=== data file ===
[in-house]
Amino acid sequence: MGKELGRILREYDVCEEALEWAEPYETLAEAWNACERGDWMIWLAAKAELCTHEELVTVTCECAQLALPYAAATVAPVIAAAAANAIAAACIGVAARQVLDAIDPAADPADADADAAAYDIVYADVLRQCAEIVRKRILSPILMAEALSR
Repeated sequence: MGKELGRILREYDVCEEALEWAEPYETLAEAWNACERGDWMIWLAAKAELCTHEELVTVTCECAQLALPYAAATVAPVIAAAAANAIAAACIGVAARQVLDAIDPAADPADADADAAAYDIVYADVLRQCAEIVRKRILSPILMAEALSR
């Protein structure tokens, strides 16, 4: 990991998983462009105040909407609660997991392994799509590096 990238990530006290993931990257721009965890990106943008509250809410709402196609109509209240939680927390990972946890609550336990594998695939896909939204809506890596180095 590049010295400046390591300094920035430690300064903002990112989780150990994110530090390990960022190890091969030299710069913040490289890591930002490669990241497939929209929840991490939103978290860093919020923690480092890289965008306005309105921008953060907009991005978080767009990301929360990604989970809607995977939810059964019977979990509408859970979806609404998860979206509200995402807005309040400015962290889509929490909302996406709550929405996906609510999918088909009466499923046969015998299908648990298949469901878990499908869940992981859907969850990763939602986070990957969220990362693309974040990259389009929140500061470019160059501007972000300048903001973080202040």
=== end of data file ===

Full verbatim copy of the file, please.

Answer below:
[in-house]
Amino acid sequence: MGKELGRILREYDVCEEALEWAEPYETLAEAWNACERGDWMIWLAAKAELCTHEELVTVTCECAQLALPYAAATVAPVIAAAAANAIAAACIGVAARQVLDAIDPAADPADADADAAAYDIVYADVLRQCAEIVRKRILSPILMAEALSR
Repeated sequence: MGKELGRILREYDVCEEALEWAEPYETLAEAWNACERGDWMIWLAAKAELCTHEELVTVTCECAQLALPYAAATVAPVIAAAAANAIAAACIGVAARQVLDAIDPAADPADADADAAAYDIVYADVLRQCAEIVRKRILSPILMAEALSR
């Protein structure tokens, strides 16, 4: 990991998983462009105040909407609660997991392994799509590096 990238990530006290993931990257721009965890990106943008509250809410709402196609109509209240939680927390990972946890609550336990594998695939896909939204809506890596180095 590049010295400046390591300094920035430690300064903002990112989780150990994110530090390990960022190890091969030299710069913040490289890591930002490669990241497939929209929840991490939103978290860093919020923690480092890289965008306005309105921008953060907009991005978080767009990301929360990604989970809607995977939810059964019977979990509408859970979806609404998860979206509200995402807005309040400015962290889509929490909302996406709550929405996906609510999918088909009466499923046969015998299908648990298949469901878990499908869940992981859907969850990763939602986070990957969220990362693309974040990259389009929140500061470019160059501007972000300048903001973080202040």